Simply Online obo Schindlers Incorporated, Johannesburg: Why is the Expropriation Bill necessary for South Africa? | Simply Online


Simply Online obo Schindlers Incorporated, Johannesburg: Why is the Expropriation Bill necessary for South Africa?


Expropriation of land without any compensation can only take place in extreme circumstances, as the new bill looks to align with South Africa's constitution, by defining how and when this controversial process can take place. 

Public debate around the Expropriation Bill, published on 9 October 2020, has largely centred on the concerns about the rights and interests of property owners. Expropriation itself is a matter of course in SA — but for limited purposes of obtaining land for public use such as roads, dams, schools or other infrastructure.

Public discourse on expropriation of land, however, narrowly addresses the question of how to acquire more land and accelerate the pace of land reform, says Professor Ruth Hall, of the Institute for Poverty, Land and Agrarian Studies (PLAAS).

“What the government has not done thus far is expropriate for the purposes of redistributing land to the landless, restoring land to people with historical land claims. This is despite the explicit provisions in the constitution that say it may do so,” says Hall.

'Issue of historical land claims'

Those opposing the Bill, such as the Institute for Race Relations, have only addressed the interests of landowners. “No mention has been made of the rights and interests of those claiming land — for instance, the tens of thousands of claimants who have lodged their claims before the end of 1998, and who are now into their third decade of waiting for the rightful return of their land.”

Hall’s examination of the expropriation bill shows seven distinct steps in an expropriation process.

“The state can serve a notice of intention to expropriate on an owner of a property. The owner has 30 days to indicate any objections, to indicate what compensation they consider fair, including details of improvements made, and to identify who else would be affected, including unregistered rights holders.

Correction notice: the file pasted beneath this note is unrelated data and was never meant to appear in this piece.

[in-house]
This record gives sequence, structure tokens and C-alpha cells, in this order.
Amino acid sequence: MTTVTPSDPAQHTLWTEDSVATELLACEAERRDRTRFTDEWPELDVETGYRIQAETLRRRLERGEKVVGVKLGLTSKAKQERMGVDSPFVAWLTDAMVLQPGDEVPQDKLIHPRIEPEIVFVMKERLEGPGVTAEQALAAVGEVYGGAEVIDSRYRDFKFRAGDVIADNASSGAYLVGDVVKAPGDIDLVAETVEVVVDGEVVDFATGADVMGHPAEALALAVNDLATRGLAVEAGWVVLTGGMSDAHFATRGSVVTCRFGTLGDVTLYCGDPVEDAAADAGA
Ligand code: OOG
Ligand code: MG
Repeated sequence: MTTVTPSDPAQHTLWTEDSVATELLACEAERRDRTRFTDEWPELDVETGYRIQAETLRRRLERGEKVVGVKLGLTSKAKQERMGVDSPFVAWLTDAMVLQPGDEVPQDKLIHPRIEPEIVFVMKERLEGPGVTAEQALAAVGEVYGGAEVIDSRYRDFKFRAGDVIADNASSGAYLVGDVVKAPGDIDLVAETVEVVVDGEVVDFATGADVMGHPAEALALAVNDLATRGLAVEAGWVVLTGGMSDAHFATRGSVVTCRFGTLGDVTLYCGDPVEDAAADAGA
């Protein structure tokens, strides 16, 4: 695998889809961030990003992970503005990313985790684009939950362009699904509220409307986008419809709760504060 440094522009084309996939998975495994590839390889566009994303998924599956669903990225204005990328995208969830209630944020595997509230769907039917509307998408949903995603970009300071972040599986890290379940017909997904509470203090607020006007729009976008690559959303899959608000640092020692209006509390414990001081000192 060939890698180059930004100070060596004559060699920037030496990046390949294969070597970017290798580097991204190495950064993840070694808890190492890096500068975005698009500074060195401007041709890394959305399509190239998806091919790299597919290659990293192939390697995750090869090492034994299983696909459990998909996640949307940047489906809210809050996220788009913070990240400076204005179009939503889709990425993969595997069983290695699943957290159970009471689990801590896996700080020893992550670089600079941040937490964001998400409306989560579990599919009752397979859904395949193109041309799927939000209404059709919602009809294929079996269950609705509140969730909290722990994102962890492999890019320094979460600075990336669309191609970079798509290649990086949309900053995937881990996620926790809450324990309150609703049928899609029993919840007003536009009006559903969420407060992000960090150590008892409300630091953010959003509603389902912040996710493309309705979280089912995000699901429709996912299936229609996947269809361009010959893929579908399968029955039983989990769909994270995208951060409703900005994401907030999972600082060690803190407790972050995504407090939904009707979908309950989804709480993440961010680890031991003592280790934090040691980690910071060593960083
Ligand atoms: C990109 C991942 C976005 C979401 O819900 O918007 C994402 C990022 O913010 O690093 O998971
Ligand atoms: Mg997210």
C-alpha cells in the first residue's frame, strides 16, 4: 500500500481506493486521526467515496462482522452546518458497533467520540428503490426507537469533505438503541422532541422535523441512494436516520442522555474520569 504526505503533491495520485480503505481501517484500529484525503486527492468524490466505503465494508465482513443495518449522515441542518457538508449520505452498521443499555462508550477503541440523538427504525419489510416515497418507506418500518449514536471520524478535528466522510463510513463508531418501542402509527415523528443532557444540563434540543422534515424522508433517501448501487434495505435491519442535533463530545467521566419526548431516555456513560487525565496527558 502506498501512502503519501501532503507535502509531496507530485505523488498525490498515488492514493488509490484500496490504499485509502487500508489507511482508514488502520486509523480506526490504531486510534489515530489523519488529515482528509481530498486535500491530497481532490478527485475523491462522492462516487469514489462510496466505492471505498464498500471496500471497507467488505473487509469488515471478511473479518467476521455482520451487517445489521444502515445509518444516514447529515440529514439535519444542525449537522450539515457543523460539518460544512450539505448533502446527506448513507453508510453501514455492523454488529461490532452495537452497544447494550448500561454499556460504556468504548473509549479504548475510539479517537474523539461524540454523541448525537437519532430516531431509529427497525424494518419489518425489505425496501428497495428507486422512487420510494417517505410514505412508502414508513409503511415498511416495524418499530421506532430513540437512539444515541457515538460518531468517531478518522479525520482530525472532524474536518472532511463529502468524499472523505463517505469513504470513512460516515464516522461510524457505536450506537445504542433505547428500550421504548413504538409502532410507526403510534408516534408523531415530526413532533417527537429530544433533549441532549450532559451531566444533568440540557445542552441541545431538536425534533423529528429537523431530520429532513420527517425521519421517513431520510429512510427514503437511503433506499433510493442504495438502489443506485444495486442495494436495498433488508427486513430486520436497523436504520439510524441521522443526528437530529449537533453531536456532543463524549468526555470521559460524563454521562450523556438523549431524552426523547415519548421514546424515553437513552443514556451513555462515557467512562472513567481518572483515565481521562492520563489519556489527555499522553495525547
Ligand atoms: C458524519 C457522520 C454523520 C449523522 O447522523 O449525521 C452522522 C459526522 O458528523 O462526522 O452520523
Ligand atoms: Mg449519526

“The state then has 20 days to accept or reject the owner’s request and offer compensation, providing full details of its reasons for its compensation offer (in my view, the government will struggle to meet this timeline). The owner has 40 days to indicate if they are in agreement. The state then decides whether or not to proceed, and in a “reasonable time” publish a notice of expropriation in the government gazette.

“After gazetting the owner has 20 days to accept or reject. Then expropriation may or may not proceed. Finally, the owner has 180 days to dispute the compensation in court.

Hall says, “Taken together, this looks like close on a year of to and fro between owners and the government. It is far more elaborate and detailed than the processes required for expropriation for public purposes.”

Break deadlocks provided in the Constitution

This is a legal process subject to review by courts. Without the option of expropriating, land claims can be held back by what Hall references as a “landowner veto”. Expropriation is needed to break deadlocks as provided for in the Constitution.

“The main risk with this bill is that after all these years in the making, once enacted the state won’t use it. As it has for the past 25 years, it may choose to allow landowners’ rights and interests to supersede those of the landless.”

Spatial injustice continues to be a key feature of the post-apartheid urban landscape in South Africa, according to research being done in PLAAS's Equitable access to land for social justice project.

“The majority of poor urban dwellers live in informal settlements with limited access to economic opportunities and essential services. Addressing the spatial inequalities in the cities is a key part of efforts to broaden access to land as required by the constitution.”